In Afghanistan, the Taliban*, an Islamic group that seized control of the country in mid-August, say they are delaying the formation of their new government by several days, as they battle the last pocket of resistance.
On Saturday, their forces clashed with the National Resistance Front of Afghanistan in the northern province of Panjshir, and reports suggest that the former managed to establish a full control over their territory.
But Fahim Sadat, Head of the International Relations Department at Kardan University in Kabul, who recently fled the country, says the Taliban will need to overcome many other challenges other than just curbing the threat of resistance.
The main such challenge is the Taliban’s need for legitimacy and recognition.
“These are the most vital things for the Taliban because it will enable them to obtain financial assistance, needed to help the Afghan people. Without these funds they will not be able to run a government.”
Afghanistan has been reliant on foreign aid from 2002, after the US took over the country and ended the first period of Taliban rule, that has been in place since 1996.
Over the years, the international community has poured tens of billions into the Afghan economy, something that had a positive impact on the country’s business atmosphere and trade. But it came at a price. To get the money, the government
needed to battle corruption
and implement Western standards of management.
This time around, says Sadat, the new government — that of the Taliban — will need to make concessions too.
One of the concessions they will need to make is to create an inclusive coalition that will give members of the opposition and elements of the previous government meaningful representation. Secondly, they will need to show respect for human rights, specifically those of women and minorities. Thirdly, they will need to guarantee that political freedoms are observed, and, lastly, they will have to make sure that there is no retribution against those who oppose the rule of the Taliban.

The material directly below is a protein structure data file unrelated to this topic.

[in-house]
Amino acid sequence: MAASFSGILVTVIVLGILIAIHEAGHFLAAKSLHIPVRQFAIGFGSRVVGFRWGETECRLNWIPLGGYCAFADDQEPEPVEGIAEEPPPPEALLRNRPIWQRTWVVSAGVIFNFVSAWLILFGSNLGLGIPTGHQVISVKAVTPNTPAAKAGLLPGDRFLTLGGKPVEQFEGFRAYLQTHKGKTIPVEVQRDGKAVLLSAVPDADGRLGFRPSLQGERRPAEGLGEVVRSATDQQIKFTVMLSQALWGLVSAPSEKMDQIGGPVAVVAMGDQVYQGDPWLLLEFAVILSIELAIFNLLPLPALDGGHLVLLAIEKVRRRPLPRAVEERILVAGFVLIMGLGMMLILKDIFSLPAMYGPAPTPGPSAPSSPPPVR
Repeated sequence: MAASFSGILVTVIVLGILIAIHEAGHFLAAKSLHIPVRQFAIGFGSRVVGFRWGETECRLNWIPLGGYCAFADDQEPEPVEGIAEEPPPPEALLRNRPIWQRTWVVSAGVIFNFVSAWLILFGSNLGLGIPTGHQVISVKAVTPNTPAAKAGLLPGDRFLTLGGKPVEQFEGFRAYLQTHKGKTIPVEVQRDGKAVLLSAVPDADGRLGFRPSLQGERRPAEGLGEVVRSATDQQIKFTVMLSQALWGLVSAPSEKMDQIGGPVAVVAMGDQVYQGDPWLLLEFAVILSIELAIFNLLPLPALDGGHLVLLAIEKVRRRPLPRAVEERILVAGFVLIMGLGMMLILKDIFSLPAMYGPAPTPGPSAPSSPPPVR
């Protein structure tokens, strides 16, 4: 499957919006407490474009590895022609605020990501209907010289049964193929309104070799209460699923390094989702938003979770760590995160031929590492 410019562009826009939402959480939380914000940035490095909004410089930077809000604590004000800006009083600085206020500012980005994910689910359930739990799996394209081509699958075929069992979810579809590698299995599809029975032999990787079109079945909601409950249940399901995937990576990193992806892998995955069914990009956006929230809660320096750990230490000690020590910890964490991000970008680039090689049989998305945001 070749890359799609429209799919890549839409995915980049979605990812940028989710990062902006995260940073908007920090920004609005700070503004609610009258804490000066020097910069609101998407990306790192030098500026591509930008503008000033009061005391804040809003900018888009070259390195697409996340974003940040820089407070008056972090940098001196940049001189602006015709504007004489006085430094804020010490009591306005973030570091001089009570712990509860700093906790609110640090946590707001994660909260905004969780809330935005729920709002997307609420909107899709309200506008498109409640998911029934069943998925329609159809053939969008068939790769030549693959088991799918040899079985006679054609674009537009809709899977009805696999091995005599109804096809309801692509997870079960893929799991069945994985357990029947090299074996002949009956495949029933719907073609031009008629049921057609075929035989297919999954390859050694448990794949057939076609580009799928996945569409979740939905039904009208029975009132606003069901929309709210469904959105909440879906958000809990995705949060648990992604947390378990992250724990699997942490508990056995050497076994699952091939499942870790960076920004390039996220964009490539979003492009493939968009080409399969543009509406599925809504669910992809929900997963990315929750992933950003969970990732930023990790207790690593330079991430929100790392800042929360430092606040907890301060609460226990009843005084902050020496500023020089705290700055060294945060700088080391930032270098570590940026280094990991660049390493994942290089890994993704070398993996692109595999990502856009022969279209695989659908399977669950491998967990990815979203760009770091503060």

“Of course, the international community doesn’t expect them to abide by all these conditions but they do want to guarantee that the Taliban regime is not totalitarian.”
Appeasing the Radicals
However, there is a catch. Concessions to the West that might appease the international community and that will secure generous cash donations, but it might also damage the reputation of the Taliban and create a crack in its ranks, something that might lead to the disintegration of the group.
It can also weaken the group’s position vis-a-vis the hardliners, such as the radical Haqqani Network that’s believed to have close ties to Al Qaeda or another terrorist group, Daesh.
The latter has already tried its luck in challenging the new rulers of the country. In late August, a Daesh attack on Kabul’s airport
left 60 Afghanis dead
. 14 American troops also lost their lives, and reports suggest that similar assaults are still looming.
Not to anger those radicals, the Taliban will need to implement strict Sharia law but it will also need to make sure not to stretch the rope too much with the West to get their funds flowing.
“The next several weeks will be a testing period for the Taliban during which they will need to handle their own radicals and those of other groups.”
“If they manage to find a balance, soothe them all and bring security, they will establish a government that will eventually get the support of the people, who are tired of detonations and explosions. If not, the country is likely to witness even more instability.”
* The Taliban, Daesh (ISIS/ISIL/IS) – terrorist groups banned in Russia and many other countries.